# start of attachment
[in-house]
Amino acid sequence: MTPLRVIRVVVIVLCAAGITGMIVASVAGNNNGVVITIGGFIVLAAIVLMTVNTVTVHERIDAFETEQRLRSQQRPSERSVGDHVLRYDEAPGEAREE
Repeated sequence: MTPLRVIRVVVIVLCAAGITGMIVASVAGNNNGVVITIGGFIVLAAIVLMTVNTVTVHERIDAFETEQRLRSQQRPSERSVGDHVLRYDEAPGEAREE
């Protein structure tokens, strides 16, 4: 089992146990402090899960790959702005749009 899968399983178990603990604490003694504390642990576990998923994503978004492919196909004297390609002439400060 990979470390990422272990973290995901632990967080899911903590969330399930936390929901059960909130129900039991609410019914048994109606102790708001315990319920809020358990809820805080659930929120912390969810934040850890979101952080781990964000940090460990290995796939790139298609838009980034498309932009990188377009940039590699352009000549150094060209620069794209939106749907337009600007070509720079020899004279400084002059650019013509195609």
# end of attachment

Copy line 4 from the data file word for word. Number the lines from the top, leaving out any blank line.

């Protein structure tokens, strides 16, 4: 089992146990402090899960790959702005749009 899968399983178990603990604490003694504390642990576990998923994503978004492919196909004297390609002439400060 990979470390990422272990973290995901632990967080899911903590969330399930936390929901059960909130129900039991609410019914048994109606102790708001315990319920809020358990809820805080659930929120912390969810934040850890979101952080781990964000940090460990290995796939790139298609838009980034498309932009990188377009940039590699352009000549150094060209620069794209939106749907337009600007070509720079020899004279400084002059650019013509195609």